Jerusalem (CNN) -- An organizer of the Gaza flotilla said Thursday that one of its ships has been sabotaged while anchored in Turkey's territorial waters.
The propeller of the Irish ship Saoirse was damaged by what one organizer says is plastic explosives, the second ship to be damaged this week ahead of a flotilla that intends to challenge Israel's maritime blockage of the Gaza strip.
The flotilla, which is expected to leave soon but has faced a series of bureaucratic and technical delays, is a commemoration of the one-year anniversary of a similar flotilla that resulted in a clash in international waters with Israeli navy commandos that killed nine people, including an American.
"We believe that plastic explosives were used to blow and weaken the propel shaft, and this would have sunk the ship in open sea," said Fintan Lane, one of the Irish boat coordinators.
Lane said the damage was similar to what happened to another flotilla boat docked in Piraeus, outside of Athens.
He called on the Greek and Turkish authorities to investigate what he called an act of terror.
CNN cannot independently verify the claim.
While Lane on Thursday did not outright blame Israel for the alleged sabotage, there have been a number of accusations by organizers about the government's effort to block its flotilla.
A spokesman for Israel's Foreign Minister said he was "not going to get inside accusations. They are vague. There is nothing behind them."
"We have not concealed our case, our arguments, our diplomatic efforts. It's all out in the open."
The Israeli military Tuesday claimed flotilla participants had threatened to kill Israeli military personnel should their boats be boarded. They allege sacks of sulphuric acid were being stockpiled on boats to be used in attacks on Israeli commandos.
Flotilla organizer Medea Benjamin dismissed the allegations as ludicrous, saying: "They see this nonviolent, rag-tag group of ships as such a threat they're using their entire propaganda apparatus, and their diplomatic and economic clout to try to stop 300 peace activists. It's pathetic."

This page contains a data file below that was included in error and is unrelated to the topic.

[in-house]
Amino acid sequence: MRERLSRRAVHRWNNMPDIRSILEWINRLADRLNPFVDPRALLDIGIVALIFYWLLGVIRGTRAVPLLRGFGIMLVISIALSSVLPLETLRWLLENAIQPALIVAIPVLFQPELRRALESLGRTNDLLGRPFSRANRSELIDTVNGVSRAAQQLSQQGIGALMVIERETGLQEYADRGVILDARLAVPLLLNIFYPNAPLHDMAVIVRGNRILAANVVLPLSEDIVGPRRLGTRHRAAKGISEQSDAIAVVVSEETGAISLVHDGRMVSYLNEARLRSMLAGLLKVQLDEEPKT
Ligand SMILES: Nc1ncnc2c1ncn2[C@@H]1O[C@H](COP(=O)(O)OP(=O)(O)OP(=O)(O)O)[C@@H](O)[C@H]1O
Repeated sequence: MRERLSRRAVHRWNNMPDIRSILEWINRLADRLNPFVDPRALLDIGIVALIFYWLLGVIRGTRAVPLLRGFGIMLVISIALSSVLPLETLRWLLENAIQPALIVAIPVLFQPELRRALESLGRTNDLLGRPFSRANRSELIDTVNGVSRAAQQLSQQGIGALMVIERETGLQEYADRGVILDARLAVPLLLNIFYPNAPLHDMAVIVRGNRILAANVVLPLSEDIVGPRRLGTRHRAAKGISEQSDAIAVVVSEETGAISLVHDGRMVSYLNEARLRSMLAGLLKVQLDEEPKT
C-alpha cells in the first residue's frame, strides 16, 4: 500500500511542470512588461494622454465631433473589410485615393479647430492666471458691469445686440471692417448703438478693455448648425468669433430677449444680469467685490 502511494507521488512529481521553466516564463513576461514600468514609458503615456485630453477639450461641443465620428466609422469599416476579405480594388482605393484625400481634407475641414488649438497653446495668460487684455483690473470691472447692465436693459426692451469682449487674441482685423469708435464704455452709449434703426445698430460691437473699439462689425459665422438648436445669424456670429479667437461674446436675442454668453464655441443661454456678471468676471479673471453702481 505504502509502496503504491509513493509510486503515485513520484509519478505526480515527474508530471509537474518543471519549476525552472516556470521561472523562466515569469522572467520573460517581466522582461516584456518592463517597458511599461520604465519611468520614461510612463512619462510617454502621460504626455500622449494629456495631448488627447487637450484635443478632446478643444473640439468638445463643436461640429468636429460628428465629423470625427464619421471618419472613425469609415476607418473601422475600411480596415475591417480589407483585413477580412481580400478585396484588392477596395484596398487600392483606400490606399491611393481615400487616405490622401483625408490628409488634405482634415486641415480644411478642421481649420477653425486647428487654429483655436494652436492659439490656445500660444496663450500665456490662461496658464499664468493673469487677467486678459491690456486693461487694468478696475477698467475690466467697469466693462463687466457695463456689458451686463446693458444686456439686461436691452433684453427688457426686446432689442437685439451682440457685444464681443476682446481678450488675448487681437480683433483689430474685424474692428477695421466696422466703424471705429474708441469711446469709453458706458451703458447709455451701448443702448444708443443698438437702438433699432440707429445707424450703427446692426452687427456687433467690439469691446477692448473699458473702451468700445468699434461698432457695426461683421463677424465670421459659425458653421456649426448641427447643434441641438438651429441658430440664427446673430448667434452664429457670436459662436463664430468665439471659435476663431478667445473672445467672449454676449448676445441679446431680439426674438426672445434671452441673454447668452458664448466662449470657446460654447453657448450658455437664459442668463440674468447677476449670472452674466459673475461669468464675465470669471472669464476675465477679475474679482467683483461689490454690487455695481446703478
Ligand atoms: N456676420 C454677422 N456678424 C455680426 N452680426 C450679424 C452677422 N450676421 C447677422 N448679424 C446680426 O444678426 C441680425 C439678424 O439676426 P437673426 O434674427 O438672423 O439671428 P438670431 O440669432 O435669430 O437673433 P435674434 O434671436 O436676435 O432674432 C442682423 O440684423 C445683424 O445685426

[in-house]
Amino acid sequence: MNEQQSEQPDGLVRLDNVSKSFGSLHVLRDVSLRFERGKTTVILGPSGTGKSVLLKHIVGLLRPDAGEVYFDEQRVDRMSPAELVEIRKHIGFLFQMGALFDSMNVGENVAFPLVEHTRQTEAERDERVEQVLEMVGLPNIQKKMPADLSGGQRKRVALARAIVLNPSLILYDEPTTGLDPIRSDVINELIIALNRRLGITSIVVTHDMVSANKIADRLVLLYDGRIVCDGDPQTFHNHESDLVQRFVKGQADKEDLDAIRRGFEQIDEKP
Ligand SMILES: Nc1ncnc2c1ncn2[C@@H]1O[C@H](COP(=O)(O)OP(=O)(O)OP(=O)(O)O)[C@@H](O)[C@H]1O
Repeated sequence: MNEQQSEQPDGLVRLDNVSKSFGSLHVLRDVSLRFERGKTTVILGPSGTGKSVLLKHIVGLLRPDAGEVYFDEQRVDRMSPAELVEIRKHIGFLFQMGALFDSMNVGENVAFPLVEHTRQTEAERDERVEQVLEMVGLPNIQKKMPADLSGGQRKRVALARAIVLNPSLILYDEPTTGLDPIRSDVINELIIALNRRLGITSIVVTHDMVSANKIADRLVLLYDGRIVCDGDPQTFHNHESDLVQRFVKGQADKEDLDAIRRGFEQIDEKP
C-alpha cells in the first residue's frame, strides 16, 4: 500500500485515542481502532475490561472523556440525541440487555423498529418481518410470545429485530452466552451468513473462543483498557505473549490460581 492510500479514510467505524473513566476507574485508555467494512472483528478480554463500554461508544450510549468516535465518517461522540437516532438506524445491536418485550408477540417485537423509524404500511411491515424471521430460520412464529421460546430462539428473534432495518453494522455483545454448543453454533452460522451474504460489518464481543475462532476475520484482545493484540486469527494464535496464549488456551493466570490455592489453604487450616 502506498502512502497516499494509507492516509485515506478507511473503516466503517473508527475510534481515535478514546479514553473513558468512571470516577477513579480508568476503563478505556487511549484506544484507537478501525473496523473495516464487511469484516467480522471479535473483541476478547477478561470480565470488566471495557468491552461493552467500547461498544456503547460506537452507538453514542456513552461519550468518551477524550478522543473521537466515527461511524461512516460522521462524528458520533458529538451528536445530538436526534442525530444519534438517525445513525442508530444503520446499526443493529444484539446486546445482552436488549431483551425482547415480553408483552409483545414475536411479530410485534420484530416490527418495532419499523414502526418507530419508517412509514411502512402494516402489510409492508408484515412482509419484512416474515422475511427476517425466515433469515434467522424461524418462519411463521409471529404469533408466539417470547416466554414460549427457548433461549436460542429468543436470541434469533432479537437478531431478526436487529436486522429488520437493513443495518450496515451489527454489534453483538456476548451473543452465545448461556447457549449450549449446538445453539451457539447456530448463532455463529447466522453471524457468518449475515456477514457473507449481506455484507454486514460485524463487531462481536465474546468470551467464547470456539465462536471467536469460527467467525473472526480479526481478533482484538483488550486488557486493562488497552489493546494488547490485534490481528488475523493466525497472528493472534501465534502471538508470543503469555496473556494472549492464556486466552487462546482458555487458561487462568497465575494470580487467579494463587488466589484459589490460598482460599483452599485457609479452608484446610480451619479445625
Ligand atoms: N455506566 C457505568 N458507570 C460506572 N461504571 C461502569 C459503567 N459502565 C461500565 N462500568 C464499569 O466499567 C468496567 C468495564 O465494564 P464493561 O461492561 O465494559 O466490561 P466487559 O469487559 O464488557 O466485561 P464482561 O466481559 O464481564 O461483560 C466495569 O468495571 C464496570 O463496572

In May 2010, the Mavi Marmara -- owned by the Turkish Humanitarian Relief Foundation, or IHH -- and five other ships were on their way to Gaza with humanitarian aid and about 700 activists from various countries when the Israeli soldiers boarded it.
An independent Israeli commission, led by retired judge Yaakov Turkel, later found that the Israeli commandos "acted professionally and in a measured manner in the face of unanticipated violence" when they seized the Gaza-bound aid ship.
Secretary of State Hillary Clinton told reporters Friday that she didn't think the flotilla plan for this year "is useful or productive or helpful to the people of Gaza."
"We have certainly encouraged that American citizens not participate in the flotilla," she said, "and we are urging that all precautions be taken to avoid any kind of confrontation."
Clinton's comments followed an even harsher statement by State Department spokeswoman Victoria Nuland, in which she criticized what she called "irresponsible and provocative actions that risk the safety of their passengers."